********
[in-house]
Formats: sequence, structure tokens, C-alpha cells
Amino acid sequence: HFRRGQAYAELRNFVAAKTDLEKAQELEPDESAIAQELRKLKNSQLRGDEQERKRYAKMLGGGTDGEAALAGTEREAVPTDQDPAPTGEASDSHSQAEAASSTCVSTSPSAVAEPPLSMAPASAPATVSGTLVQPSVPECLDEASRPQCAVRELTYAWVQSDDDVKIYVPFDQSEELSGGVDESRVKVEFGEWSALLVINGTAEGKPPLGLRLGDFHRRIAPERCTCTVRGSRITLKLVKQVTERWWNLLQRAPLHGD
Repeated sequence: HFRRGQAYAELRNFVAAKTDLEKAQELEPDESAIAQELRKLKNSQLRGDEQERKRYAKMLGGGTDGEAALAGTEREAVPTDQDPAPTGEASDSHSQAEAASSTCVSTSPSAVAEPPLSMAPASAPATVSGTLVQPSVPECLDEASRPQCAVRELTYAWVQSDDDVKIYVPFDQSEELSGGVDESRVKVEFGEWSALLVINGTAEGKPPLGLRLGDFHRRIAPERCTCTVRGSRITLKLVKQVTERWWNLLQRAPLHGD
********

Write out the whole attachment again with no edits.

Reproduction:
[in-house]
Formats: sequence, structure tokens, C-alpha cells
Amino acid sequence: HFRRGQAYAELRNFVAAKTDLEKAQELEPDESAIAQELRKLKNSQLRGDEQERKRYAKMLGGGTDGEAALAGTEREAVPTDQDPAPTGEASDSHSQAEAASSTCVSTSPSAVAEPPLSMAPASAPATVSGTLVQPSVPECLDEASRPQCAVRELTYAWVQSDDDVKIYVPFDQSEELSGGVDESRVKVEFGEWSALLVINGTAEGKPPLGLRLGDFHRRIAPERCTCTVRGSRITLKLVKQVTERWWNLLQRAPLHGD
Repeated sequence: HFRRGQAYAELRNFVAAKTDLEKAQELEPDESAIAQELRKLKNSQLRGDEQERKRYAKMLGGGTDGEAALAGTEREAVPTDQDPAPTGEASDSHSQAEAASSTCVSTSPSAVAEPPLSMAPASAPATVSGTLVQPSVPECLDEASRPQCAVRELTYAWVQSDDDVKIYVPFDQSEELSGGVDESRVKVEFGEWSALLVINGTAEGKPPLGLRLGDFHRRIAPERCTCTVRGSRITLKLVKQVTERWWNLLQRAPLHGD